Tuesday, June 27, 2017

Terror of the Seas


Sea Monster study, gouache, 9x12 inches
An experiment in biomechanics spirals out of control, and the leviathan slips out to sea.

Monday, June 26, 2017

W. T. Richards Field Study

 William Trost Richards, field study
36.4 x 51 cm (14 5/16 x 20 1/8 inches), RISD Museum
Here's a field study in watercolor and graphite by William Trost Richards (American 1833-1905) The curators of the Art Museum at Rhode Island School of Design write:

"William Trost Richards’s close studies of nature reveal his belief, based on the writings of critic John Ruskin, that the way to truth was the study of nature in penetrating detail. On display here is Richards’s precision and agility with watercolor and gouache in vertical format—his favorite for such studies. He may have found this meadow on one of his many long walks around his daughter’s farm in Chester County, Pennsylvania. Before it came to the Museum the drawing suffered from sun exposure, leading to the fading of the sky’s blue pigment, some of which is still visible where it pooled."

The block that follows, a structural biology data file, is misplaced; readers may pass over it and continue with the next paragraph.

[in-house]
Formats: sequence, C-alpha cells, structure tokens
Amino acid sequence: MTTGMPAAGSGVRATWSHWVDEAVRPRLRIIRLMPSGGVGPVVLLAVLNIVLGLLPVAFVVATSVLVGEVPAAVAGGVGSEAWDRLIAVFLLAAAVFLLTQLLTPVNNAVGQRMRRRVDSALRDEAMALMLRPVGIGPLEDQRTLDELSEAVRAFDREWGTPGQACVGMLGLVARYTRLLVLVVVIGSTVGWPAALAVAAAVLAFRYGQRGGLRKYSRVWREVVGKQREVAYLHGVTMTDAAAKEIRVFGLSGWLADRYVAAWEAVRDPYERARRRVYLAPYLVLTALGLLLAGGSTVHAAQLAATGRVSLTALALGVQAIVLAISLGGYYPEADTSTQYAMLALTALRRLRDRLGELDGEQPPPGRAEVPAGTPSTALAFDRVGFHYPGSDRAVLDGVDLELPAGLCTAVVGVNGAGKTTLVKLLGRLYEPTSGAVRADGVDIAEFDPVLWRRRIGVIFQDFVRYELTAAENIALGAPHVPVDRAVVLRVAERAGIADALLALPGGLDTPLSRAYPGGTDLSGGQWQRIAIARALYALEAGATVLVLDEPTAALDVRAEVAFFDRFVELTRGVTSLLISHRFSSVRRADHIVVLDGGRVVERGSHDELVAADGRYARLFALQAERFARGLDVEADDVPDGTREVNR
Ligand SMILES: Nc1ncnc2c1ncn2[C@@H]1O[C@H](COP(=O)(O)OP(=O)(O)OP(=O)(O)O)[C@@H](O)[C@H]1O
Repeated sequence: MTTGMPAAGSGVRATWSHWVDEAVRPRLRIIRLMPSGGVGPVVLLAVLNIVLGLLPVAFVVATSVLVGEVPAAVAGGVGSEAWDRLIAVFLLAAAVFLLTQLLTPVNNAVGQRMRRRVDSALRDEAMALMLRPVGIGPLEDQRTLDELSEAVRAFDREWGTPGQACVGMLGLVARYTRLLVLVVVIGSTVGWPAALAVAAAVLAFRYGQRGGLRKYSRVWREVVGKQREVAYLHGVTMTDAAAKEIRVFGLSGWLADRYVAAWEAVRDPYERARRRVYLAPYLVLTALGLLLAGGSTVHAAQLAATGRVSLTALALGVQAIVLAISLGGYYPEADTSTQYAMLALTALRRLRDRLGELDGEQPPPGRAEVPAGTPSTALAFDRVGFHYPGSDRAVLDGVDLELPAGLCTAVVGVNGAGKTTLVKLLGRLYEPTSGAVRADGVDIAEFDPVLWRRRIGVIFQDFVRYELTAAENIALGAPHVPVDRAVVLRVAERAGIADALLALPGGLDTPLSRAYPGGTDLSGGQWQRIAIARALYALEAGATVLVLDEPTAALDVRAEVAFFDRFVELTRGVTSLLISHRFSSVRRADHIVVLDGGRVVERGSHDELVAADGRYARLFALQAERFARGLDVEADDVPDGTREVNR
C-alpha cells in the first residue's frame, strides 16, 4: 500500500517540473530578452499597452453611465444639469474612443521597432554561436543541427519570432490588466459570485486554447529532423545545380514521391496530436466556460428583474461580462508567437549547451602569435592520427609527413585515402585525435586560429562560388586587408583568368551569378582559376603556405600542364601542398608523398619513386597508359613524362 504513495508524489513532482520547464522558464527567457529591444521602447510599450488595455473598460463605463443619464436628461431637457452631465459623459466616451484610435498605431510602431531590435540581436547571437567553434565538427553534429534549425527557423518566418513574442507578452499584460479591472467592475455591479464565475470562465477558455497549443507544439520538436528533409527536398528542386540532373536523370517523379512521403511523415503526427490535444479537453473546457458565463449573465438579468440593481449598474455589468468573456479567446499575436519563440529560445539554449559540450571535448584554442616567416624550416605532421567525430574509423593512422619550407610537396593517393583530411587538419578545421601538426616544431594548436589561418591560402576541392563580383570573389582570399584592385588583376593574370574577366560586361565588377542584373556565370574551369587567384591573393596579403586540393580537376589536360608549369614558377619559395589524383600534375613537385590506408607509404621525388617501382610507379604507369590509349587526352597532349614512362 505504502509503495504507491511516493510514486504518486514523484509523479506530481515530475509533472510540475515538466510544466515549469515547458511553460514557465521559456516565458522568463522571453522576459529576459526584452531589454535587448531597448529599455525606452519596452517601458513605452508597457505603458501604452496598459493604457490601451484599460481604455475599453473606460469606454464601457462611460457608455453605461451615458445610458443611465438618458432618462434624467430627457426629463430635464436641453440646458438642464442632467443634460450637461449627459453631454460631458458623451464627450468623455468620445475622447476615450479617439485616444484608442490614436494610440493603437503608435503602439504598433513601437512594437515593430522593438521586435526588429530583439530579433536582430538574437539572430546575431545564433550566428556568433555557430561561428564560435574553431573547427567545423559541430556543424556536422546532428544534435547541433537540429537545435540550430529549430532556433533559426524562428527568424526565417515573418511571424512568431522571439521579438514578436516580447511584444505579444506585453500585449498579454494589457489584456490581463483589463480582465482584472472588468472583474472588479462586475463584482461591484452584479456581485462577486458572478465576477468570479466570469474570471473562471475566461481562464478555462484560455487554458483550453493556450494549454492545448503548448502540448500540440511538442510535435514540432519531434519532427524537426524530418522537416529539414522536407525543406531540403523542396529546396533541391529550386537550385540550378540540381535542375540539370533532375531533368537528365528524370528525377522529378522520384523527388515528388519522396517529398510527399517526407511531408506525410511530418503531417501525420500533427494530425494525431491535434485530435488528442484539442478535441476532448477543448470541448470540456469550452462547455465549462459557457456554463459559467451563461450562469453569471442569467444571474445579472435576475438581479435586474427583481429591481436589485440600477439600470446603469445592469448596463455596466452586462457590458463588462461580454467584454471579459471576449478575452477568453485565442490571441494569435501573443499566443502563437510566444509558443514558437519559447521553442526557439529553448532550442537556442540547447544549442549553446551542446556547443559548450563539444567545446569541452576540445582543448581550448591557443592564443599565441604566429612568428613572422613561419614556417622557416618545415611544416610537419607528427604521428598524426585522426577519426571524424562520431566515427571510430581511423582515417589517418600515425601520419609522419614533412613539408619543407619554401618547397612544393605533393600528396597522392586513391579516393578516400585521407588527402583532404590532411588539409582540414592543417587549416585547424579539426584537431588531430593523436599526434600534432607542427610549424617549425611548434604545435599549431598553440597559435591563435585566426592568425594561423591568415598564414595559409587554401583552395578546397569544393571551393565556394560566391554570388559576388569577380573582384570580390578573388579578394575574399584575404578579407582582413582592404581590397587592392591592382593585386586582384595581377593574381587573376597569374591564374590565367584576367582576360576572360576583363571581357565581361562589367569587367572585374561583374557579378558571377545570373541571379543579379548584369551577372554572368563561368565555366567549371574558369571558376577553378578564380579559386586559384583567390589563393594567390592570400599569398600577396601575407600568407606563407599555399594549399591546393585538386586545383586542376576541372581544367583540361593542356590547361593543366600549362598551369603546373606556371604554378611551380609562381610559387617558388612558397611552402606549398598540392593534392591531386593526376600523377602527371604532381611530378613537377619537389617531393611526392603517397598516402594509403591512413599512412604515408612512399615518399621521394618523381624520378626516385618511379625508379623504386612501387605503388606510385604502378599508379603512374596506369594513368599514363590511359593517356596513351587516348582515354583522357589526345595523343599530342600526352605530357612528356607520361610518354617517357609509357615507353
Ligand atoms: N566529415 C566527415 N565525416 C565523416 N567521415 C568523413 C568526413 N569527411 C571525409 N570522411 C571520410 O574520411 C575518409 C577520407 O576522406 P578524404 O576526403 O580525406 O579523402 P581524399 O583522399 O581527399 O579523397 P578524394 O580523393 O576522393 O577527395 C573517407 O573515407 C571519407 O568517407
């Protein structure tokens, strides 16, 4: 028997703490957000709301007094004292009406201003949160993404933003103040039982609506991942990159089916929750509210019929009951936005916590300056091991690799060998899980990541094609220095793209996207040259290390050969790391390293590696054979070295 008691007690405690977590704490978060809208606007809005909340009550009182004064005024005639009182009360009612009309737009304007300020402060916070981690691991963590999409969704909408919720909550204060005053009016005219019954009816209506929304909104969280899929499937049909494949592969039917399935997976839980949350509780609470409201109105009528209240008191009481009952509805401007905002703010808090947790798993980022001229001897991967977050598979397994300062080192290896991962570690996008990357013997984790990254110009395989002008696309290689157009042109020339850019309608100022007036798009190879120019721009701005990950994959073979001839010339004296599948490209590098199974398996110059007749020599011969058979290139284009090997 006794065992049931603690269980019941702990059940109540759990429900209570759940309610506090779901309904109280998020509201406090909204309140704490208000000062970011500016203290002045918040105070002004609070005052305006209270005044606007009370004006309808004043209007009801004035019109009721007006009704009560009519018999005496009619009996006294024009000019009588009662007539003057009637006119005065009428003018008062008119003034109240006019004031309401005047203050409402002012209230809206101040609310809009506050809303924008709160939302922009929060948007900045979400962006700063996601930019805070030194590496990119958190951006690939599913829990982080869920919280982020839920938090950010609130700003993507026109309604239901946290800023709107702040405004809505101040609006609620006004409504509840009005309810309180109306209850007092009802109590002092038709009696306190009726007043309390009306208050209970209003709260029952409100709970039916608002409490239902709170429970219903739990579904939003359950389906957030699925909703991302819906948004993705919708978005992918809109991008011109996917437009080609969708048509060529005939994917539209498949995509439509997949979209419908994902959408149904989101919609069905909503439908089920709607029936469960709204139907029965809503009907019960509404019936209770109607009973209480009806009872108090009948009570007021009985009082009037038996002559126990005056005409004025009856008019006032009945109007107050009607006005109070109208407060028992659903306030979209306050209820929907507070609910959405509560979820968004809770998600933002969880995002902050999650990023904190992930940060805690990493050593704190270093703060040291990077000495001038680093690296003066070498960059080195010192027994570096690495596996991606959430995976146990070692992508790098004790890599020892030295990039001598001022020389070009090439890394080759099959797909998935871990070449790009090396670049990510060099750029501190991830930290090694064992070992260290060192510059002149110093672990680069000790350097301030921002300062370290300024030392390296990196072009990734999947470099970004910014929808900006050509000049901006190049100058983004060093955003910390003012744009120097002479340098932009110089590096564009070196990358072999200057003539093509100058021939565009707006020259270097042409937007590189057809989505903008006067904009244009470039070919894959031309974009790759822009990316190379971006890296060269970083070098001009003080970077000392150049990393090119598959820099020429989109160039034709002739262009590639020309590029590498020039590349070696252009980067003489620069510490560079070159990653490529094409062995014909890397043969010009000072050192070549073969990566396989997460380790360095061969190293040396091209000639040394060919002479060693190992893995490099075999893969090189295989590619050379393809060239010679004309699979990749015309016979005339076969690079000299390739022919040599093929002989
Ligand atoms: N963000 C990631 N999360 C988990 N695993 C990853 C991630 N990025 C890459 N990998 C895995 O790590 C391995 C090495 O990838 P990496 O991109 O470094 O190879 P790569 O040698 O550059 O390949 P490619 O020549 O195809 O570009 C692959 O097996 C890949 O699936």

I'm impressed with how he sets up two planes of focus: the near weeds and the far trees. While he carefully defines all the smaller textures of the flowers and foliage with a playful variation of colors, he does so within a controlled value gamut.

He keeps to his overall statement of light-foreground over dark-middle-ground over light-sky. The whole design is set up to feature the Joe-Pye weed in the center, where the tonal contrasts are most dramatic.

It would have been easy to get bogged down in other details, and a photograph would have presented a very different set of facts.